Legal Discrimination? The Court Rules Against Dreadlocks

By Alanis Rivera
For Unwind magazine

A recent court hearing on September 2016 has officially declared that employers are allowed to discriminate against applicants with dreadlocks. The federal court came to this decision after reviewing a case between a young woman named Christy Jones–with the support of the Equal Employment Opportunity Commission (EEOC)–and Catastrophe Management Solutions of Mobile, Alabama.

The issue at hand was the company denying Ms. Jones a job based on her preference of grooming: dreadlocks. Their excuse was that “dreads tend to get messy” and that their employees must have a professional look.

A UMD student shows off her dreadlocks. Photo by Adhithya Kannan

“[The fact that the company said that] makes me angry,” Kristin Saunders, a junior majoring in secondary world language education, said. “I take pride in my hair, and it takes a lot of work to maintain to be considered messy.”

Jones and EEOC argued that the discrimination against dreadlocks in the workforce goes against Title VII in the Civil Rights Act of 1964, making it clear that it is illegal for an employer to refuse to hire someone based on their race, color, sex, religion or natural origin.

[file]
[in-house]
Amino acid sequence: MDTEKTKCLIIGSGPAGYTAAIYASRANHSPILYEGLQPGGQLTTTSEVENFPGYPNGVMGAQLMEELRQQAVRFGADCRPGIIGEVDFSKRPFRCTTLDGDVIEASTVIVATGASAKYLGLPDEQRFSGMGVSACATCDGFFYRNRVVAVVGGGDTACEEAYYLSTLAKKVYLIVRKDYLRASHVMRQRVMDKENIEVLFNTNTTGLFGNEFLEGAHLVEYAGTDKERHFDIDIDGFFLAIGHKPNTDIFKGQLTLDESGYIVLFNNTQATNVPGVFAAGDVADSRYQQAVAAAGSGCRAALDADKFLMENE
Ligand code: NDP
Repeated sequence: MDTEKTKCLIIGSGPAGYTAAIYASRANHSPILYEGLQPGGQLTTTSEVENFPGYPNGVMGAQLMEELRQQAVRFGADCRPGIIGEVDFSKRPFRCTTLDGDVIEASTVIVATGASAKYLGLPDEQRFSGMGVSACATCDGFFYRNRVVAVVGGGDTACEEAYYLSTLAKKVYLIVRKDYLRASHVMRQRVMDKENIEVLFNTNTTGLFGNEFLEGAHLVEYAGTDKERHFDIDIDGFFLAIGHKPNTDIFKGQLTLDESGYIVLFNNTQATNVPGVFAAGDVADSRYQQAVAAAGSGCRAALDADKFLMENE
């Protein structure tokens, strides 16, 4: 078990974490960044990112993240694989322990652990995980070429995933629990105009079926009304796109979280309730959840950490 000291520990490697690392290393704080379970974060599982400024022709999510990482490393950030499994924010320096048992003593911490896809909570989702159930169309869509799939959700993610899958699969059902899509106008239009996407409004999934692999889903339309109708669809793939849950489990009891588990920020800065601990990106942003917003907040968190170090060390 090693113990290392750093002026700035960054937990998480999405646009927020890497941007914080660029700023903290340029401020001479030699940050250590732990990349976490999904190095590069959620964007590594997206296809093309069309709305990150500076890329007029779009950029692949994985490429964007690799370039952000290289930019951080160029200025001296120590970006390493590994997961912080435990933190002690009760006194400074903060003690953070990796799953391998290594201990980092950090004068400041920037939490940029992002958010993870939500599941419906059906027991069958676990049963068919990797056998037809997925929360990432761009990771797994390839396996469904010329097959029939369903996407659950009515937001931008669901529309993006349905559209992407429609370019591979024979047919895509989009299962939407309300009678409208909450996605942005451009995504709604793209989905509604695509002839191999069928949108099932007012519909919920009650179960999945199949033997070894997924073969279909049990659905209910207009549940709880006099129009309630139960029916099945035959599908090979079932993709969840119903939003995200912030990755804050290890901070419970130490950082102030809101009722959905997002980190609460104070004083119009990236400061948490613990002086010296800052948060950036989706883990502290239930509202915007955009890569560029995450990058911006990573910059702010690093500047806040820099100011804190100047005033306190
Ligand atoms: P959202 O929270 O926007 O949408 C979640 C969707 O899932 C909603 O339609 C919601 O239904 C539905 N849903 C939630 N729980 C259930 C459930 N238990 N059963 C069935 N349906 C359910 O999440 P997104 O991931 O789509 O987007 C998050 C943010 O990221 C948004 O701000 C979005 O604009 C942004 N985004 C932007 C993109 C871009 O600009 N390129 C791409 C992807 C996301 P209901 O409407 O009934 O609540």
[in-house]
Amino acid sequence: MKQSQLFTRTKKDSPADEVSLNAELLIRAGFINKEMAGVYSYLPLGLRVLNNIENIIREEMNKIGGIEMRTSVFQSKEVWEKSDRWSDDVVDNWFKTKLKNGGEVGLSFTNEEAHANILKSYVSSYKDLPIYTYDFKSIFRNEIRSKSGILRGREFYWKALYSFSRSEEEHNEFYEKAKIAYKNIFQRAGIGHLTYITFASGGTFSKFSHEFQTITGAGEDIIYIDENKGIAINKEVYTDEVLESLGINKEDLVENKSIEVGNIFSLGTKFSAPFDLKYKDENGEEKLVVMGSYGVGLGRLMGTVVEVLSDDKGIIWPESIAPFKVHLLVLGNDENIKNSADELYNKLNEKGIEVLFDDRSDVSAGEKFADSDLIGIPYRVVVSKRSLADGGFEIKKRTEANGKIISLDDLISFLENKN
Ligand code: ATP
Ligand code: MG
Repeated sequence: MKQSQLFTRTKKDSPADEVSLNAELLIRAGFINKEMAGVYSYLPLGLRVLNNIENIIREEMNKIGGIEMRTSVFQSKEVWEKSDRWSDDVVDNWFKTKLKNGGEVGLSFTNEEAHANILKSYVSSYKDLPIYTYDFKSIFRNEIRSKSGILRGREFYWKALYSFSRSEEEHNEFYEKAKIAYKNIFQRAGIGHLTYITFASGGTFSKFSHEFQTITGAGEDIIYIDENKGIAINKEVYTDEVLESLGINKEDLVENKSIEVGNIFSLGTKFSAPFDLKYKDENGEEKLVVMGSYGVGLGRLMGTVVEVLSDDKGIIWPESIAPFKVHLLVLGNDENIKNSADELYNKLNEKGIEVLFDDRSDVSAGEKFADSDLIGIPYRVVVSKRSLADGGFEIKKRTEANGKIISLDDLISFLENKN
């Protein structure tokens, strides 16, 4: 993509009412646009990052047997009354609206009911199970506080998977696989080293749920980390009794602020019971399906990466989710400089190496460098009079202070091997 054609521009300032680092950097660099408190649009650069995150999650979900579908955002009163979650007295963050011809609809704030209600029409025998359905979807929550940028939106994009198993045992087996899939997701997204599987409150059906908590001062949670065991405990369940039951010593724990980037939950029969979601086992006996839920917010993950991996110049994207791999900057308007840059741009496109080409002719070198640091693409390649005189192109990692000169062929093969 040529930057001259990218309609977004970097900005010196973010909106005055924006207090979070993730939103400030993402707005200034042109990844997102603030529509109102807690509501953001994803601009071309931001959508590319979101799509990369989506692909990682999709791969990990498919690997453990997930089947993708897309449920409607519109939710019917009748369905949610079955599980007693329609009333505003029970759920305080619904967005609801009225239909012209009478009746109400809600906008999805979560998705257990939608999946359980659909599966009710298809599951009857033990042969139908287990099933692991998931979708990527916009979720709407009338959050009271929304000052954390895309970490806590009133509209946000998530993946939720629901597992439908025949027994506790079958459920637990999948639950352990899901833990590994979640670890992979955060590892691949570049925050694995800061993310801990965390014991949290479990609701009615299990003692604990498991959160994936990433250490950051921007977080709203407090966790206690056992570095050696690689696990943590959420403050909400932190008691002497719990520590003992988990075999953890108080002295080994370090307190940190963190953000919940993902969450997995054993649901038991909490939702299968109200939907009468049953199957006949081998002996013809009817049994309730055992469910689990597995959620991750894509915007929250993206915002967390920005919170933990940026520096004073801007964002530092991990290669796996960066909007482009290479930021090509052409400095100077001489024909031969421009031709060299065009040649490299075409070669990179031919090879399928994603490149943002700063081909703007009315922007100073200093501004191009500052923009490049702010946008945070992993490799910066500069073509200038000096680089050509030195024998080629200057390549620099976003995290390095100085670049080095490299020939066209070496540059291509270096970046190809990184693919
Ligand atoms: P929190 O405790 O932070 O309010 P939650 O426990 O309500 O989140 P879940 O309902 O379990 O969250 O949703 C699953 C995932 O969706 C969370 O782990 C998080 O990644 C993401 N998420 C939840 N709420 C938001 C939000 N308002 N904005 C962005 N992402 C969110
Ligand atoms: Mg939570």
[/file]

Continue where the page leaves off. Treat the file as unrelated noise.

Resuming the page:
The EEOC proclaimed that dreadlocks are related to African descent because dreads are typically associated with the culture, and therefore discriminating dreadlocks is discriminating against race.

“Even though my hair is well kept and clean, I still have a high chance of being racially discriminated due to my hair,” Darien Sinclair, a senior mechanical engineer major, said.

Two UMD students wear their hair in dreadlocks. Photo by Adhithya Kannan

The U.S. Court of Appeals dismissed the case with the decision that racial discrimination must be directly correlated with race and not hairstyles. Therefore Catastrophe Management Solutions was not at fault and in their right not to hire Jones because of her hair.

This court decision could ultimately affect all young individuals with dreads–and any other unique hairstyles–searching for jobs. It has now been legally decided that prospective employees can be denied a job due to their personal expression and maintenance of their hair. It raises the dilemma as to whether someone should cut their hair in order to get a job.

Photo by Adhithya Kannan

“My dreads are an extension of me and to say that I need to get rid of my dreads to be suitable for a job is to say that I’d be good enough for the job if I wasn’t me,” said Lorrence Jones, a sophomore accounting major.

This new law is on the verge of changing the diversity and hiring process as we know it within the workforce.


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